- Constantly calling you on the telephone to sell you stuff.
- Sending you spam emails.
- Lots of junk mail sent to your home, office, or PO Box.
They may also:
- Put “cookies” on your computer to track your behavior on their website as well as your search engine requests or what you do on other sites.
- Create a profile of you and your buying/surfing habits.
- Analyze this data for marketing purposes.
- Sell this information to third parties who may do all the above and more.
- Solicit you in ways that have yet to be invented.
You’re probably thinking “HOW CAN THEY GET AWAY WITH THIS??”
Answer: Because this is America!!
Unlike Europe, Canada, and even India, the United States does not have specific regulation regarding what corporations can do with your personal data. Aside from children under 13 covered by the Children’s Online Privacy Protection Act and laws protecting privacy for health insurance or financial websites, the U.S. Government asks companies to regulate themselves. Yeah, that’s working. Not.
Invasion of the Privacy Breachers
Here at BrightReviews (and our sister publication Highya) we receive complaints all the time about being bombarded with phone calls from 800 numbers after ordering products online that people see on TV. Jackie Klee from Colorado complains about her experience with Dutch Glow:
“Here's the crazy thing. Before I received the product in the mail, Dutch Glow sales people were calling our home trying to sell us more of their products.”
Tara from Chicago, IL complains about My Spy Birdhouse:
“They sold my name/ number. Ever since I placed an order for a My Spy Bird house, I have been bombarded with solicitation calls.”
Karen from Bakersfield, CA relates her experience when she ordered Micro Touch One Razor:
“I was called this morning to let me know my order was on its way. But so was my free gas vouchers and some type of savings club? I would be billed a low, low $29.99 a month! So beware if you ordered online or the phone you may have just joined a scam!”
How Do You Solve a Problem Like Privacy Protection?
And it’s not just the “As Seen On TV” guys. The privacy policies of 15 top internet companies including Amazon, eBay, and Yahoo were analyzed by Common Data Project, and the results weren’t pretty. Most of them used vague wording about what they can do with your data, and when it comes to third-party access to your information, all bets are off. A similar conclusion was made by the Atlantic magazine who analyzed the Top 50 Websites Privacy Policies and found them to be a total of 145,641 words and leaving themselves plenty of legal wiggle room to do what they please with your/their data.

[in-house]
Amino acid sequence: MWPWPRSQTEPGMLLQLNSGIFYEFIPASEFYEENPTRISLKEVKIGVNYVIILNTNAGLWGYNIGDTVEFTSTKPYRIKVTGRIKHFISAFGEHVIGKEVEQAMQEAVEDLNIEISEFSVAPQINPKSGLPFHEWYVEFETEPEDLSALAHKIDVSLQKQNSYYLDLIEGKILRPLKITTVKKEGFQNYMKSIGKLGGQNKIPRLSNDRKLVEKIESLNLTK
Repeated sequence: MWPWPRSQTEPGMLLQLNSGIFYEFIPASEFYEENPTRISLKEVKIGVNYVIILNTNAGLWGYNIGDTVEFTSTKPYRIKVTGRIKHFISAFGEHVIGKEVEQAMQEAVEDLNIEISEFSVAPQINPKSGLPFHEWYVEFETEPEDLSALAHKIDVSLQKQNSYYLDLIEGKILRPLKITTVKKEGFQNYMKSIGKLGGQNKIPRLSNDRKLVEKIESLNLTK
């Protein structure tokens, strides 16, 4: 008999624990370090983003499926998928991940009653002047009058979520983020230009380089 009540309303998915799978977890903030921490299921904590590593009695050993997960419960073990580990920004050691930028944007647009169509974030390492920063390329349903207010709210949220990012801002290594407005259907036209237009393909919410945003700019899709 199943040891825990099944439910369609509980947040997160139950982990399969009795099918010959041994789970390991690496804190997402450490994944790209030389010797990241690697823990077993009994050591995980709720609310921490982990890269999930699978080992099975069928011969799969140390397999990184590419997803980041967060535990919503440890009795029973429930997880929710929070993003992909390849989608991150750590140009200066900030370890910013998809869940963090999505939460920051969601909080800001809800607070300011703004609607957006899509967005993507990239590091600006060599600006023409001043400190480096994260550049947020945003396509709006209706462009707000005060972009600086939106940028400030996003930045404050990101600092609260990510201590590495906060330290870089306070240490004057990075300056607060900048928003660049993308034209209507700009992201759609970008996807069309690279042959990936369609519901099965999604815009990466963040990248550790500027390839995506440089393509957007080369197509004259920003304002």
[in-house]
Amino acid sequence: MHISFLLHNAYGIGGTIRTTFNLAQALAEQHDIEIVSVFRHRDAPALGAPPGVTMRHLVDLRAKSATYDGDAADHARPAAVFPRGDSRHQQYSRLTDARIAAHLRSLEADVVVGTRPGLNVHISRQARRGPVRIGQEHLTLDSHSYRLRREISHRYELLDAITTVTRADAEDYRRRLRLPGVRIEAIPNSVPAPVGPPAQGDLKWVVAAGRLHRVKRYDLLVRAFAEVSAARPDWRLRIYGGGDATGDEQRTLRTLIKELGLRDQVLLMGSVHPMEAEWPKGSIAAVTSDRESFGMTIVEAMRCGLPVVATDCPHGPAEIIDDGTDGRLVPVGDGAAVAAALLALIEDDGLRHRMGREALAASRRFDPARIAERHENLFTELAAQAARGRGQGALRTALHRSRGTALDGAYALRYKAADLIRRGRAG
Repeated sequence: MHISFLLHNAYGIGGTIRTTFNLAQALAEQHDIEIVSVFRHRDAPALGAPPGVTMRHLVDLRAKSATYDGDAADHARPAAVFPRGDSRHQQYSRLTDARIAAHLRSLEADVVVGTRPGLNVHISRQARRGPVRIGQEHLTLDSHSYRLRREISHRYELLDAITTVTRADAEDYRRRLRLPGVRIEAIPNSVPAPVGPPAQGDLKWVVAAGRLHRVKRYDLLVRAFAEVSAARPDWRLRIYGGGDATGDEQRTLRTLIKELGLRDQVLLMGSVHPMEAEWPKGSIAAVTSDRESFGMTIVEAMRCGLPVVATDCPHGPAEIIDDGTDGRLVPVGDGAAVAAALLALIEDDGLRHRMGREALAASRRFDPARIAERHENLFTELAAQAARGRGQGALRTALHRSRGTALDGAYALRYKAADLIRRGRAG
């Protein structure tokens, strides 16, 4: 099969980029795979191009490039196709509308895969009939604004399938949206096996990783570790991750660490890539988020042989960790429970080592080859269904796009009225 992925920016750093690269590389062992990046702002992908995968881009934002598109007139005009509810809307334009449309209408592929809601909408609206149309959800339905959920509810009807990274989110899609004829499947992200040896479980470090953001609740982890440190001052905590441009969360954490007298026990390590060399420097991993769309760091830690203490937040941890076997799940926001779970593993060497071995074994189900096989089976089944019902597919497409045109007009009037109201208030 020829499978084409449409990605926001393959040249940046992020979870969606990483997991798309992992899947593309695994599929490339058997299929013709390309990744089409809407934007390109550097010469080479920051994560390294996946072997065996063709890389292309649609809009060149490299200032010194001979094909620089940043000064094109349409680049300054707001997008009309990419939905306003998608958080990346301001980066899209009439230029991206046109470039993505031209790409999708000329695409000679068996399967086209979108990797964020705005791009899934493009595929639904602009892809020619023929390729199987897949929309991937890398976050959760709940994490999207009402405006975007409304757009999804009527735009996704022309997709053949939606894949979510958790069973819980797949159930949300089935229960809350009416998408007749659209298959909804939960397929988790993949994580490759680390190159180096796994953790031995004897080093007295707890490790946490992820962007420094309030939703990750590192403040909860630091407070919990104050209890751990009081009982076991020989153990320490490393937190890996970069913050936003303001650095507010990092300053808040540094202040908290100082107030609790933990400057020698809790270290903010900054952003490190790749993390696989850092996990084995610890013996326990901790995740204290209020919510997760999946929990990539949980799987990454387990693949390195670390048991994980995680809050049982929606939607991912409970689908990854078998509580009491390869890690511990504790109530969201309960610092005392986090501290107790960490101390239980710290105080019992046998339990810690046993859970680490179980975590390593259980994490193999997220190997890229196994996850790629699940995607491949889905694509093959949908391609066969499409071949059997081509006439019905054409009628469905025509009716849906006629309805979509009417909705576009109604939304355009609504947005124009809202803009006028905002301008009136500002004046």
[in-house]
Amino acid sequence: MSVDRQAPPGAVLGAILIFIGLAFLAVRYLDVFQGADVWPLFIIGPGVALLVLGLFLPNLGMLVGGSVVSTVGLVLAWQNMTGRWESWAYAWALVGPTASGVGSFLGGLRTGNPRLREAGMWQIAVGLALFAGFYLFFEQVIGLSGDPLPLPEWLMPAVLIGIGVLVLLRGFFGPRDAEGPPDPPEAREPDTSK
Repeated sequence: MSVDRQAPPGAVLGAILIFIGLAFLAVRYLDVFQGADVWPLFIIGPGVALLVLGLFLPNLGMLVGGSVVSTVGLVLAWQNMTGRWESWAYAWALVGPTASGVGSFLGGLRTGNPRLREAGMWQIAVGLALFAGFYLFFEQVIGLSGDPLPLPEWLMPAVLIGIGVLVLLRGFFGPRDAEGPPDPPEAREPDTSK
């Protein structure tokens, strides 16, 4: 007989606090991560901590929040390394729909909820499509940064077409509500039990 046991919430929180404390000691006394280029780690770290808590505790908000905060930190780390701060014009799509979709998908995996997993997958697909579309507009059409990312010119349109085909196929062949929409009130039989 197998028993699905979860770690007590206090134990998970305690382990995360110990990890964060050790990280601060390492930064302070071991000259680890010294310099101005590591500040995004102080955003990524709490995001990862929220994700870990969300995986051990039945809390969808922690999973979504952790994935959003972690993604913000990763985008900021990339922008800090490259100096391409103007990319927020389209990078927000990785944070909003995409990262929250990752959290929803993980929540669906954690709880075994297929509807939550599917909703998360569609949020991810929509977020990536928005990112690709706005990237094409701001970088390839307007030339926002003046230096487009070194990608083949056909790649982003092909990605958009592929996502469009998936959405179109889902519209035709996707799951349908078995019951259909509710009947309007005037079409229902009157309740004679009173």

Privacy Wars: A New Hope
But there is hope. A Carnegie-Melon study showed that consumers are indeed concerned about privacy and are willing to pay for it. The Effect of Online Privacy Information on Purchasing Behavior: An Experimental Study by Janice Y. Tsai, Serge Egelman, Lorrie Cranor, and Alessandro Acquisti set up an experiment where test subjects were asked to shop for online batteries; their browser had a special plug-in which rated the privacy policies of websites from “high privacy” to “low privacy.” In one segment of the test, the participants made 47.4% more purchases from sites when they were rated high as opposed to those labeled as having no privacy.
Unfortunately, there is little movement towards greater privacy protection from the retailers themselves as there is still a lot of money to be made from your data.
But there are a few things you CAN do yourself to deflect the EPP
- Register your phone with the Do Not Call Registry. If you still keep getting calls, many phones (including the iPhone) now allow you to block certain phone numbers.
- Install software like Disconnect and PrivacyFix that block third party tracking of your data.
- Follow the work of Common Data Project, which seeks a responsible standard for collecting and using consumer data. They also are looking for corporations to work with them.
- Call your congressperson and tell them to enact H.R.89 aka the Online Privacy Protection Act of 2001 or tell them to get off of their butt and work to pass similar legislation. (Good luck!)
Evil Privacy Policies are everywhere, but if you are aware of them and take certain measures, you can protect yourself and your data… sort of.
Next time, we’ll tackle Sin #5… The Sneaky Monthly Subscription!